Recent years have witnessed a dramatic rise in
the use of opioid drugs despite the documentation
of their numerous adverse effects in the literature.
One of these side effects is the negative impact on
sex hormone levels, libido, potency, and menorrhea
One of the most commonly used opioid drugs
is morphine. In a prospective, uncontrolled,
non-randomized study, a group of men with an
average pain duration of 11 years used intrathecal
morphine for 12 weeks. Most of the patients
reported poor libido and erectile difficulty toward
the end of the 12-week period; in addition,
testosterone and follicle-stimulating hormone
(FSH) levels significantly reduced. The intrathecal
opioid caused a reduction in hormone levels
Tribulus terrestris (TT), commonly known as
caltrop or devil’s eyelashes plays an important role
in traditional medicine. Most parts of this plant
are used in herbal medicine, for which TT can enhance
sex drive and treat urolithiasis, menorrhagia,
impotency, rheumatism pains, and premature
In studies conducted on animals, TT is thought
to have a luteinizing hormone (LH)-like activity,
which can induce corpus luteum formation in female
In light of the increasing fertility disorders in opioid users, the present study investigated the effect of TT on the sex hormones and gonadotropins of addicted male rats.
Adult male Wister rats that weighed 200 ± 25 g each (Razi Institute, Iran) were randomly divided into four groups, of 12 animals each: i. control, ii. TT-treated, iii. addicted and iv. TT-treated ad- Ghosian Moghaddam et al. dicted. The rats were housed in groups of three in cages at a temperature of 22-25˚C, on a 12 hour light/12 hour dark schedule and sufficient amounts of food and water.
After obtaining TT and verifying its suitability for our study via the Department of Botany at Shahid Beheshti University, we ground and combined the plant with pelleted food at a weight ratio of 6.25%.
Morphine addiction was induced according to
the method of Moini Zanjani et al. (
The water soluble morphine solution was given
in doses of 0.1, 0.2, and 0.3 mg/ml according to
the method of Swanston-Flatt et al. (
All techniques and methods were approved by the Ethics Committee of Shahed University of Medical Sciences. The laboratory animals were afforded due care in accordance with the regulations of the Committee for the Purpose of Control and Supervision on Experiments on Animals (CPCSEA).
After 21 days of treatment, at treatment termination, blood samples (3-5cc) were obtained from all the rats’ hearts to measure hormone levels. The sera were subsequently separated via centrifuge (Sigma 4-10, USA) at 2000 rpm for 10 minutes and stored at -70˚C in a freezer until hormone analysis.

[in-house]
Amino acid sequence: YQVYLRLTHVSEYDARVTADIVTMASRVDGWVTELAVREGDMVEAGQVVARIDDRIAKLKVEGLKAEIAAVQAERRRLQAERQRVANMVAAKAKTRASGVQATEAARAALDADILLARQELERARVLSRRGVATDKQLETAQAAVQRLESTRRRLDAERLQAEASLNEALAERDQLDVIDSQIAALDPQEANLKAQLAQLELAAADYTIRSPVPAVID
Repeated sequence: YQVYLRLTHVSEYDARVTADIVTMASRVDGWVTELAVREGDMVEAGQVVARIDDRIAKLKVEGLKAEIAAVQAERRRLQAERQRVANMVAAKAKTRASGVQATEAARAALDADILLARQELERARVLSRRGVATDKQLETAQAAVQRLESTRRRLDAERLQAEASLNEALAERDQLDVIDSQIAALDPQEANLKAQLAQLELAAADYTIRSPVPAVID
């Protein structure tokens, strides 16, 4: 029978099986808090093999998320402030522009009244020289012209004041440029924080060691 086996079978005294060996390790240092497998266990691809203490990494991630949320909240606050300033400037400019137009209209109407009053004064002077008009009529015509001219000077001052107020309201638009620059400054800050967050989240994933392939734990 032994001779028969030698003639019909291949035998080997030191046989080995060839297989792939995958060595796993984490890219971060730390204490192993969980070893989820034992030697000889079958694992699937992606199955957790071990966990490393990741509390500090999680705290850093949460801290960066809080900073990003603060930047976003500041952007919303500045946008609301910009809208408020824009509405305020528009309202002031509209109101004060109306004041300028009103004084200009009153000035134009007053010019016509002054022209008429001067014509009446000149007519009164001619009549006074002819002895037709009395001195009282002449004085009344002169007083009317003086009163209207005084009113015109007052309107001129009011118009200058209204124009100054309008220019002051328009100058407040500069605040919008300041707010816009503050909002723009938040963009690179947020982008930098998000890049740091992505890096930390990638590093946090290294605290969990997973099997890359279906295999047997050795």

The plasma concentrations of the sex hormones and gonadotropins were verified by the radioimmunoassay (RIA) method using kits manufactured by Monobind Inc. (USA), as well as ELISA kits (Labsystem, Finland).
Obtained data were expressed as mean ± SEM and statistically analyzed using the one-way analysis of variance (ANOVA), followed by the posthoc Tukey test. p<0.05 was considered statistically significant.
Our FSH analysis showed that the TT-treated control group had the least amount of FSH (0.271 ± 0.025 mIU/ml), while the morphine-addicted group had the highest FSH level (0.348 ± 0.022 mIU/ml). Morphine solely did not suppress FSH. The TT-treated addicted group had a higher FSH level (0.302 ± 0.01 mIU/ml) than did the TT-treated control group; there was, however, no significant change in any of the groups. Figure 1 illustrates these results.
The effect of Tribulus terrestris (TT) on FSH levels in control and addicted groups. Bars depict mean ± SEM of LH.
In LH analysis, the addicted group had decreased LH levels. The highest amount of LH belonged to the treated control group (0.207 ± 0.098 mIU/ml). Figure 2 shows a significantly lower LH level in the addicted group than the control group (0.0125 ± 0.017 mIU/ml), which was due to morphine suppression (p<0.027). The TT-treated addicted group had a significantly higher amount of LH (0.273 ± 0.066 mIU/ml) than did the control group p<0.031.
The effect of Tribulus terrestris (TT) on LH levels in control and addicted groups. Bars depict mean ± SEM of LH.* and $; P<0.05 compared between the control and treated control groups.